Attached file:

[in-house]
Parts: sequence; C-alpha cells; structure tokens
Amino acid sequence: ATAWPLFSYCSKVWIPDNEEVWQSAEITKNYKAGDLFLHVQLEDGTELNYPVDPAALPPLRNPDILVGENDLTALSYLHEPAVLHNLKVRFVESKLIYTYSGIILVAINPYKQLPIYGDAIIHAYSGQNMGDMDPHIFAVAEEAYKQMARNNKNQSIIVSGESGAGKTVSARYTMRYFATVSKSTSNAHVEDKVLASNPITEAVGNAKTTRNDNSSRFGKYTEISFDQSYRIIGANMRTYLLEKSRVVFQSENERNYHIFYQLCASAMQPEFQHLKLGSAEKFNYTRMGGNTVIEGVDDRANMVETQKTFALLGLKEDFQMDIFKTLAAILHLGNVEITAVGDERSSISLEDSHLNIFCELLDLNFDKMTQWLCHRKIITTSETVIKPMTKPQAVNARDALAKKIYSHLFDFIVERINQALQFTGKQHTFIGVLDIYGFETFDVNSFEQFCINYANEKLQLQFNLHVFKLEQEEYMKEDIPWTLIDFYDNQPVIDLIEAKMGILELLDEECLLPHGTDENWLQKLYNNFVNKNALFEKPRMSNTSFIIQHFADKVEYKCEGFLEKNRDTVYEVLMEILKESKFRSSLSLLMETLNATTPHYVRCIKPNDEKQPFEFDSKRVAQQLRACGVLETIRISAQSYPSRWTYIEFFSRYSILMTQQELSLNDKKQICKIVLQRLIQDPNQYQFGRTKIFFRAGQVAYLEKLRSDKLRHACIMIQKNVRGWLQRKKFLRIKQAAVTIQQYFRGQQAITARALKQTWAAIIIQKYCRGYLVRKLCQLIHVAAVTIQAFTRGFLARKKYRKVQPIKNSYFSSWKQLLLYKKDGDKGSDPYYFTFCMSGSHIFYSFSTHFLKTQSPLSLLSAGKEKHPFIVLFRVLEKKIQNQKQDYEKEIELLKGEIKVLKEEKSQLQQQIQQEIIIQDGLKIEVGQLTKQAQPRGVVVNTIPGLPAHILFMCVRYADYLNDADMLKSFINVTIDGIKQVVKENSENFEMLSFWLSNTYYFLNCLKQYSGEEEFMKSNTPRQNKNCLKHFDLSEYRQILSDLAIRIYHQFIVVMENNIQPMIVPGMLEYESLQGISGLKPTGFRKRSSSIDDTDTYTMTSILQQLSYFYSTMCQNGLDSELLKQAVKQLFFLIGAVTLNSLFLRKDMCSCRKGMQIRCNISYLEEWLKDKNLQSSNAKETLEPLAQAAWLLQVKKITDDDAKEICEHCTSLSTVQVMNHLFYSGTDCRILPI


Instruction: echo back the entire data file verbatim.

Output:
[in-house]
Parts: sequence; C-alpha cells; structure tokens
Amino acid sequence: ATAWPLFSYCSKVWIPDNEEVWQSAEITKNYKAGDLFLHVQLEDGTELNYPVDPAALPPLRNPDILVGENDLTALSYLHEPAVLHNLKVRFVESKLIYTYSGIILVAINPYKQLPIYGDAIIHAYSGQNMGDMDPHIFAVAEEAYKQMARNNKNQSIIVSGESGAGKTVSARYTMRYFATVSKSTSNAHVEDKVLASNPITEAVGNAKTTRNDNSSRFGKYTEISFDQSYRIIGANMRTYLLEKSRVVFQSENERNYHIFYQLCASAMQPEFQHLKLGSAEKFNYTRMGGNTVIEGVDDRANMVETQKTFALLGLKEDFQMDIFKTLAAILHLGNVEITAVGDERSSISLEDSHLNIFCELLDLNFDKMTQWLCHRKIITTSETVIKPMTKPQAVNARDALAKKIYSHLFDFIVERINQALQFTGKQHTFIGVLDIYGFETFDVNSFEQFCINYANEKLQLQFNLHVFKLEQEEYMKEDIPWTLIDFYDNQPVIDLIEAKMGILELLDEECLLPHGTDENWLQKLYNNFVNKNALFEKPRMSNTSFIIQHFADKVEYKCEGFLEKNRDTVYEVLMEILKESKFRSSLSLLMETLNATTPHYVRCIKPNDEKQPFEFDSKRVAQQLRACGVLETIRISAQSYPSRWTYIEFFSRYSILMTQQELSLNDKKQICKIVLQRLIQDPNQYQFGRTKIFFRAGQVAYLEKLRSDKLRHACIMIQKNVRGWLQRKKFLRIKQAAVTIQQYFRGQQAITARALKQTWAAIIIQKYCRGYLVRKLCQLIHVAAVTIQAFTRGFLARKKYRKVQPIKNSYFSSWKQLLLYKKDGDKGSDPYYFTFCMSGSHIFYSFSTHFLKTQSPLSLLSAGKEKHPFIVLFRVLEKKIQNQKQDYEKEIELLKGEIKVLKEEKSQLQQQIQQEIIIQDGLKIEVGQLTKQAQPRGVVVNTIPGLPAHILFMCVRYADYLNDADMLKSFINVTIDGIKQVVKENSENFEMLSFWLSNTYYFLNCLKQYSGEEEFMKSNTPRQNKNCLKHFDLSEYRQILSDLAIRIYHQFIVVMENNIQPMIVPGMLEYESLQGISGLKPTGFRKRSSSIDDTDTYTMTSILQQLSYFYSTMCQNGLDSELLKQAVKQLFFLIGAVTLNSLFLRKDMCSCRKGMQIRCNISYLEEWLKDKNLQSSNAKETLEPLAQAAWLLQVKKITDDDAKEICEHCTSLSTVQVMNHLFYSGTDCRILPI